Name: Harold Landry
Position: Pass rusher
School: Boston College
Ht/Wt: 6-3, 252
40 dash: 4.64
Bench: 24 reps
Vertical: 36.0 inches
Broad: 119.0 inches
3-cone: 6.88 seconds
20-yard shuttle: 4.19 seconds
How he fits: The talented pass rusher broke out during the 2016 season, finishing in the top five nationally with 22 tackles for loss, 16.5 sacks and seven forced fumbles.
View photos of NFL prospect Harold Landry.
His 2017 numbers were down considerably after playing in just eight games due to an ankle injury. He had five sacks in his first six games before suffering the injury and being shut down two weeks later after trying to play through it.
Landry's game is all about quickness, bend and change of direction. He's not the biggest pass rusher, but he's got an explosive first step. The great thing about Landry is that he fits both in a 3-4 or 4-3. He actually played more in the 4-3 with his hand in the dirt in college.
Lions defensive coordinator Paul Pasqualoni was Landry's defensive line coach the past two seasons at Boston College. He knows better than anyone what Landry's strengths and weaknesses are, and whether he's a fit in Detroit or not.
Key observations: Landry set the Boston College single-season record with 16.5 sacks in 2016. His 47.5 career tackles-for-loss rank second in BC history, while the 22.0 he had in 2016 were second all-time in one season.
What they had to say about him: "Landry is an undersized edge rusher. At BC, he was deployed as a hand-in-the-ground defensive end and a stand-up outside linebacker. Against the pass, he lacks an elite get-off, but he has a variety of hand moves and bends really well coming off the corner. He's very successful when he bends/rips/flattens to the quarterback. He also has the ability to widen and convert speed to power against opposing tackles.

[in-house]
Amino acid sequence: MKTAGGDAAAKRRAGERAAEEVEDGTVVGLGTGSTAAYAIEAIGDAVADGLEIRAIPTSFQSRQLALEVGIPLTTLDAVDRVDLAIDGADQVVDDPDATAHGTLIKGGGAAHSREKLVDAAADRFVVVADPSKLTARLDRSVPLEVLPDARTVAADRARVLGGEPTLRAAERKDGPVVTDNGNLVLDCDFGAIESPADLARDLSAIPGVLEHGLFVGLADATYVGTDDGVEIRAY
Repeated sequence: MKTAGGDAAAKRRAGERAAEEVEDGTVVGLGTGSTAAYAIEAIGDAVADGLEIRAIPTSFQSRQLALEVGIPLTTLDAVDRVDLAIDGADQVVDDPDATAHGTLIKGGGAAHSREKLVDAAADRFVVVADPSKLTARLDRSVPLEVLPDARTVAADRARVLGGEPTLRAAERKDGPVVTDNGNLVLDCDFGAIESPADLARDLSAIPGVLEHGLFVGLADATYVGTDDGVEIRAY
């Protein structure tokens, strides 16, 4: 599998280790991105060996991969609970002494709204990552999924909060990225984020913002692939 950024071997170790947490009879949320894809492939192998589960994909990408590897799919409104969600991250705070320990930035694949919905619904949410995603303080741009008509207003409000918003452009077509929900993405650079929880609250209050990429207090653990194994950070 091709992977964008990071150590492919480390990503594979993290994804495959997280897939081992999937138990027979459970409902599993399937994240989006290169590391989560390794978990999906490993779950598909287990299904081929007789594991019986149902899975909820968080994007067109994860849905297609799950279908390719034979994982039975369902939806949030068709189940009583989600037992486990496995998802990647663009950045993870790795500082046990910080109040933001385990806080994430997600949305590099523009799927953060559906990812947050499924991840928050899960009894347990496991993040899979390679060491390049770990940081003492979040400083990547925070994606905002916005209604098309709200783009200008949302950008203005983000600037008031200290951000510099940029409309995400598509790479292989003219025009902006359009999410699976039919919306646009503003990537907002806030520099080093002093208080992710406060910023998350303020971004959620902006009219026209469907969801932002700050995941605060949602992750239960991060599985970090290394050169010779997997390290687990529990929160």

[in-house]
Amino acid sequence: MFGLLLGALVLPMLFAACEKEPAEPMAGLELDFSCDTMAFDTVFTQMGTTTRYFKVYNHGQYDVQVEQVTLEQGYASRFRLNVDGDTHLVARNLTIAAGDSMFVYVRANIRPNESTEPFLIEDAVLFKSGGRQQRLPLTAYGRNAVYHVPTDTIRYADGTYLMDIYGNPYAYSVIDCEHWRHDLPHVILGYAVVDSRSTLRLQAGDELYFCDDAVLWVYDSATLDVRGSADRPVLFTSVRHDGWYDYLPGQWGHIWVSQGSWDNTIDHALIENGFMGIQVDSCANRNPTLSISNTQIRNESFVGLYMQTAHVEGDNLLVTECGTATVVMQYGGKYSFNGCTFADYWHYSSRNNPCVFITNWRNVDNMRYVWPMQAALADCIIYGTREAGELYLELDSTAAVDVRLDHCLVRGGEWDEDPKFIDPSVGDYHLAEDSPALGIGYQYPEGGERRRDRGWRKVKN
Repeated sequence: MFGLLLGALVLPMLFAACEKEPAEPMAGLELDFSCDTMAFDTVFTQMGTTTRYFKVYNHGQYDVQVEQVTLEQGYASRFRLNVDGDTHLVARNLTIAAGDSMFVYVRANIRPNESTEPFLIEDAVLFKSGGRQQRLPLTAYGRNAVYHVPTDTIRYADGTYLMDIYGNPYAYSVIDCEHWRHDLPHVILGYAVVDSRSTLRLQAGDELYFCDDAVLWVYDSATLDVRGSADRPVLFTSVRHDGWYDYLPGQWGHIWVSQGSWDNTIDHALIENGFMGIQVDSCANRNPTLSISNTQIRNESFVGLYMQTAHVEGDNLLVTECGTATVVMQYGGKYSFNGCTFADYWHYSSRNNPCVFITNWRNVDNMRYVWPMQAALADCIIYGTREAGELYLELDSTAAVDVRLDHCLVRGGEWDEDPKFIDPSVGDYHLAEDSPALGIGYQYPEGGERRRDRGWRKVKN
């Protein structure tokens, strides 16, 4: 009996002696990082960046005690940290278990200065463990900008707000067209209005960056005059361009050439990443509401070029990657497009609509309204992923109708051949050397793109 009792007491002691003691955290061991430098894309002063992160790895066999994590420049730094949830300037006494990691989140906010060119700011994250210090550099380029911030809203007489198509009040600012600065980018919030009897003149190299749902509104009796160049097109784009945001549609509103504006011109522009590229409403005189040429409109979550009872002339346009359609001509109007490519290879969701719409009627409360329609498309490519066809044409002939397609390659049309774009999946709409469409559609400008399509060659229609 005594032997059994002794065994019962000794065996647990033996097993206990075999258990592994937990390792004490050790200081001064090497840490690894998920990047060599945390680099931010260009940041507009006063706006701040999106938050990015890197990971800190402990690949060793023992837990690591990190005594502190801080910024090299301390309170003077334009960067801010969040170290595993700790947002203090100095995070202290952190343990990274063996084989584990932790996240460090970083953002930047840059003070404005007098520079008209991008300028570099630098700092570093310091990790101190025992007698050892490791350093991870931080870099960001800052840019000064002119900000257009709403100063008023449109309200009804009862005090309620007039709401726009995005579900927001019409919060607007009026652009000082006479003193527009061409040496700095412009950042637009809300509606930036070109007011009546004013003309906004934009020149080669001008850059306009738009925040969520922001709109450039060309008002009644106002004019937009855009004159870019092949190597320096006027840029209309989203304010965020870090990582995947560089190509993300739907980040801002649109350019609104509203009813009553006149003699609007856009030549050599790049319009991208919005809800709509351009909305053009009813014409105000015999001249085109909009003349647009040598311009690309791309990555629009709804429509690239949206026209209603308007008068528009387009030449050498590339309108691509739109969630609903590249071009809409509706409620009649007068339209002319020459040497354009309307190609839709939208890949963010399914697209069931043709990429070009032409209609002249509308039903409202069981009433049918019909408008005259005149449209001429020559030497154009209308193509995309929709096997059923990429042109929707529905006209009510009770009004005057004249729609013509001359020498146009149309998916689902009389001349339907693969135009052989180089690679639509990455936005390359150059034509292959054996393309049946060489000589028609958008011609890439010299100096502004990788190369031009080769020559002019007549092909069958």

"His effort is excellent. He was an outstanding finisher in 2016 but fell off of a few sacks in 2017. He's inconsistent against the run. He flashes the quickness to cross the face of blockers and collect tackles, but once engaged, he struggles to get off blocks. He needs to get stronger. I see Landry as a fit for teams that employ a 3-4 defense and are looking for a pass-rush upgrade. He has some similarities to Dee Ford coming out of Auburn." -- Daniel Jeremiah
How he stacks up: NFL Network analyst Mike Mayock lists Landry as the No. 3 edge rusher available in the draft after Bradley Chubb (NC State) and Marcus Davenport (UTSA). Scout's Inc. lists him as the third best outside linebacker available.
Landry comes in at No. 25 on Mel Kiper Jr.'s Big Board. He's ranked the No. 33 overall prospect by Scouts Inc. NFL.com and Jeremiah list Landry as the No. 39 overall prospect in the draft.
What he had to say: "I think that nobody in this class has a first step like mine, the bend like mine and the burst to the quarterback like me," Landry said at the Combine. "I am not saying I am perfect, there are plenty of things I can improve on in my game, but in this draft, I do believe I am the best pass rusher."